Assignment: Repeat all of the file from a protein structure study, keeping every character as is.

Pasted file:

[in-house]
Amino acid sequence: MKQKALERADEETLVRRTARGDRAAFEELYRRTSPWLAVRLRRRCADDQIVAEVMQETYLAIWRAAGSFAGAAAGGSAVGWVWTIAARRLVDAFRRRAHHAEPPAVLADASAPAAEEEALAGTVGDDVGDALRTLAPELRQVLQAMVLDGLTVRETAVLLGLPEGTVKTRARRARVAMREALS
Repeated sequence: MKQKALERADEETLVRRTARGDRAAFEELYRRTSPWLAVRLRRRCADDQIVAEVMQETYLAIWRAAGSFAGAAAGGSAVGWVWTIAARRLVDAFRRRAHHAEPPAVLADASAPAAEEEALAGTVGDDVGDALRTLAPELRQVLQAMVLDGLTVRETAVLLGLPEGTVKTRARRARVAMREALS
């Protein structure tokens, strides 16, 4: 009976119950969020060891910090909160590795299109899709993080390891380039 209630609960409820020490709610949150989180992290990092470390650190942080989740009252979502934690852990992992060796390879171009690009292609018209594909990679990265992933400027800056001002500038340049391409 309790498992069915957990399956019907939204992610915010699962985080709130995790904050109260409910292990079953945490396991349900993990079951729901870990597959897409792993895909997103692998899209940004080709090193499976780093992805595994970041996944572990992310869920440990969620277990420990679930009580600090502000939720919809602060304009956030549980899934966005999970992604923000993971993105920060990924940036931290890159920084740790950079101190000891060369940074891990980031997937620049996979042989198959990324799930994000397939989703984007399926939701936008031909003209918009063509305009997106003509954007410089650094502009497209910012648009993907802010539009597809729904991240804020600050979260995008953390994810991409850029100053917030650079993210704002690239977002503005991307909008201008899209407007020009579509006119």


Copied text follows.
[in-house]
Amino acid sequence: MKQKALERADEETLVRRTARGDRAAFEELYRRTSPWLAVRLRRRCADDQIVAEVMQETYLAIWRAAGSFAGAAAGGSAVGWVWTIAARRLVDAFRRRAHHAEPPAVLADASAPAAEEEALAGTVGDDVGDALRTLAPELRQVLQAMVLDGLTVRETAVLLGLPEGTVKTRARRARVAMREALS
Repeated sequence: MKQKALERADEETLVRRTARGDRAAFEELYRRTSPWLAVRLRRRCADDQIVAEVMQETYLAIWRAAGSFAGAAAGGSAVGWVWTIAARRLVDAFRRRAHHAEPPAVLADASAPAAEEEALAGTVGDDVGDALRTLAPELRQVLQAMVLDGLTVRETAVLLGLPEGTVKTRARRARVAMREALS
């Protein structure tokens, strides 16, 4: 009976119950969020060891910090909160590795299109899709993080390891380039 209630609960409820020490709610949150989180992290990092470390650190942080989740009252979502934690852990992992060796390879171009690009292609018209594909990679990265992933400027800056001002500038340049391409 309790498992069915957990399956019907939204992610915010699962985080709130995790904050109260409910292990079953945490396991349900993990079951729901870990597959897409792993895909997103692998899209940004080709090193499976780093992805595994970041996944572990992310869920440990969620277990420990679930009580600090502000939720919809602060304009956030549980899934966005999970992604923000993971993105920060990924940036931290890159920084740790950079101190000891060369940074891990980031997937620049996979042989198959990324799930994000397939989703984007399926939701936008031909003209918009063509305009997106003509954007410089650094502009497209910012648009993907802010539009597809729904991240804020600050979260995008953390994810991409850029100053917030650079993210704002690239977002503005991307909008201008899209407007020009579509006119």